Anyway, sorry for the long ramble. I have so many food issues. I guess that is why I am a blogger. 😉

    Give me a heads up when you visit LA and I can bore you with how giving measurements in recipes can actually reduce the quality of the outcome. I say that as someone who worked her way through Berkeley in an analytical Chemistry lab and also as an assistant kitchen manager at her dorm.

  10. thoughtbasket

    Just last weekend the Saturday WSJ did a piece on rock star chefs, who are selling out auditoriums as fans pay just to watch them cook. I doubt if these fans are watching to learn how to make the dishes at home; the excitement is in the cultural event around the food rather than the food per se.

  11. ken

    Two of the top 50 iPhone apps are recipes, perhaps suggesting other interpretations, like “free” sells. There are really so many fre sources for recipes, why subscribe? So nothing to do with the out sourcing of “homework”, a 90s concept & everything to do with “free”, a 2009 fad concept. Between my cookbooks & the web recipes aren’t a problem – finding a place to go out is extremely problematic

  12. Stephen Denny

    Grant, the localization and greening/organic movement (thanks in part to M. Pollan) have brought us all closer to the stories behind the food we buy and eat. We want to know about where our steaks come from, we want to meet the people who grow the grapes that make the wine we buy (from our wine clubs, of course). Saveur, in short, tells us about the nature of food.

    Gourmet, as a commenter correctly says above, is an anachronistic word. We aren’t “gourmets” anymore – that’s an outdated idea. We just care about things a little differently than we did 10 years ago.

    And no, I don’t think it’s about cooking – it’s about knowing.

  13. Paula Rosch

    Grant – what a great observation and great blog. As one who once subscribed to all the food magazines, I had a goal of making at least one recipe from them each month. I think that stopped back in 1985 when I was seduced by a 5-layer cake on the Bon Appetit cover, perched on a pedestal plate, its caramel frosting flowing gracefully down its side. I decided to make it for my birthday. Of course, to prop up my sunken layers, I had to make additional frosting, which not only oozed out of the sides like lava but glopped over the plate edge. Even the frosting seemed to be trying to get away.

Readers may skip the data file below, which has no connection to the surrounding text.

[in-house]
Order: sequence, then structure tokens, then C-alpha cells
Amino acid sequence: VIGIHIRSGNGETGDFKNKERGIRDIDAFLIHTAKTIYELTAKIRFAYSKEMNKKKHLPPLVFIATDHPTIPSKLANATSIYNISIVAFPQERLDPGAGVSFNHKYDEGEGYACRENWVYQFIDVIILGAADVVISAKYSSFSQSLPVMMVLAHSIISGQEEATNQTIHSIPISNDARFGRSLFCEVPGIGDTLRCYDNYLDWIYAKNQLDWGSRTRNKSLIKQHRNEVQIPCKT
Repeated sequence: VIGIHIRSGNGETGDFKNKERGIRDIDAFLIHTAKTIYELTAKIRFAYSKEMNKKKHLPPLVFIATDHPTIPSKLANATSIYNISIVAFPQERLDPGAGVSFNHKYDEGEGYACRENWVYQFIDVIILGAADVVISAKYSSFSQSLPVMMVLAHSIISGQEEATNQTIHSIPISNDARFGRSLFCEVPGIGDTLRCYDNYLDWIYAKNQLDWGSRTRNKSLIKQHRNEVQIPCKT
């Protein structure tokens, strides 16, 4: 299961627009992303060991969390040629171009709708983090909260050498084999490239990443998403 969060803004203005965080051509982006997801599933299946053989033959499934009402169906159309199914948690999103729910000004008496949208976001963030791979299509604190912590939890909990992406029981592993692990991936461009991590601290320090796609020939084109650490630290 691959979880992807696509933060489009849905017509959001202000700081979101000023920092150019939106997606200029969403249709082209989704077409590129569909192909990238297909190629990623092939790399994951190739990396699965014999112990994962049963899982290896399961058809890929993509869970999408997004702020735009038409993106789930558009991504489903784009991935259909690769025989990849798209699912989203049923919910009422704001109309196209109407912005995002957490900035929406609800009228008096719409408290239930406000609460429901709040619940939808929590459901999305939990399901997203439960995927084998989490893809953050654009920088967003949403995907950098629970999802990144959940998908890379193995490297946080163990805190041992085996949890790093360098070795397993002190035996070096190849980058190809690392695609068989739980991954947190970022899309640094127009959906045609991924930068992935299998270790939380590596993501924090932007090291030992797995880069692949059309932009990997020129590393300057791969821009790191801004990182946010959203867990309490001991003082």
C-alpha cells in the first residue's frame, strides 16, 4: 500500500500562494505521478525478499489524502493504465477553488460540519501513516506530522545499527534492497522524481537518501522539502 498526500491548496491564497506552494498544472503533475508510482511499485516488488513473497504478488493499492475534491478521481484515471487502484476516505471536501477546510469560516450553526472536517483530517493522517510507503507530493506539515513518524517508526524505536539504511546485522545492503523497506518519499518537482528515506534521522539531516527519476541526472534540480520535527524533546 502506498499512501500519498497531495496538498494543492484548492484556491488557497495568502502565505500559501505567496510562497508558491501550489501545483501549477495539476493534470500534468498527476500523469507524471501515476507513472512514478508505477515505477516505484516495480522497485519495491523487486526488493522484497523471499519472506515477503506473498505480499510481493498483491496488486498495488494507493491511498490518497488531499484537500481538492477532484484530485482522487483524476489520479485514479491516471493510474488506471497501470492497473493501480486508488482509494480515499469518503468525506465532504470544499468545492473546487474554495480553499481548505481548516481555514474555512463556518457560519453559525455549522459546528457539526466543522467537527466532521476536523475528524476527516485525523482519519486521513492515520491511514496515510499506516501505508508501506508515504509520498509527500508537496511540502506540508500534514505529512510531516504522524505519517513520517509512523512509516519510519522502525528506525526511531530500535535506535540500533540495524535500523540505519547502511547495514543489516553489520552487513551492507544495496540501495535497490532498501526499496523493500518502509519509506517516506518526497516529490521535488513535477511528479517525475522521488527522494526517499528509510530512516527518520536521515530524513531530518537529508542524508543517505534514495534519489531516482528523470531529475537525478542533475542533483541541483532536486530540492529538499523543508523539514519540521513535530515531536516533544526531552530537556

Saveur has been my magazine of choice for the very reasons you mention – I do love to cook but mostly I love to eat food, read about food, enjoy the culture of food. By the way, Cucina Italiana is another excellent choice for just that purpose.

  14. marie

    Very interesting to read.

    Maybe, the people Gourmet was aimed at, i.e. people who probably have a higher income and work much, but have therefore less time to actually cook, are more interested in the culture of food.

    Also, you can find recipes online. You would not need to buy a magazine for that.

  15. Jeremy

    I get my food culture and my recipes from The Art of Eating newsletter. It takes production and consumption and the space in which food is embedded seriously and without slavishly following anyone or anything. Red wine with cheese? Fuggedabout it.

  16. Hayden

    Who are the “people” in “prosperous America” who are cooking out less and buying trophy stoves? And what are the time frame(s) over which the trend is considered?

    Is it possible that much of the reduction in cooking is due not to the implied increases in family income in the US, but instead significantly to increases in opportunity for women over the past 50 years (the same changes that have helped reduce the number of nuns in the Catholic Church), and the increase in family households where both parents, or the only parent, work(s)?

    Are these “people” those who have higher incomes? News reports recently have suggested that there is less eating out among families generally, and particularly lower-income families.

    None of the above are fatal to the post’s main point to consider the difference between audiences and audience roles for Gourmet and Saveur.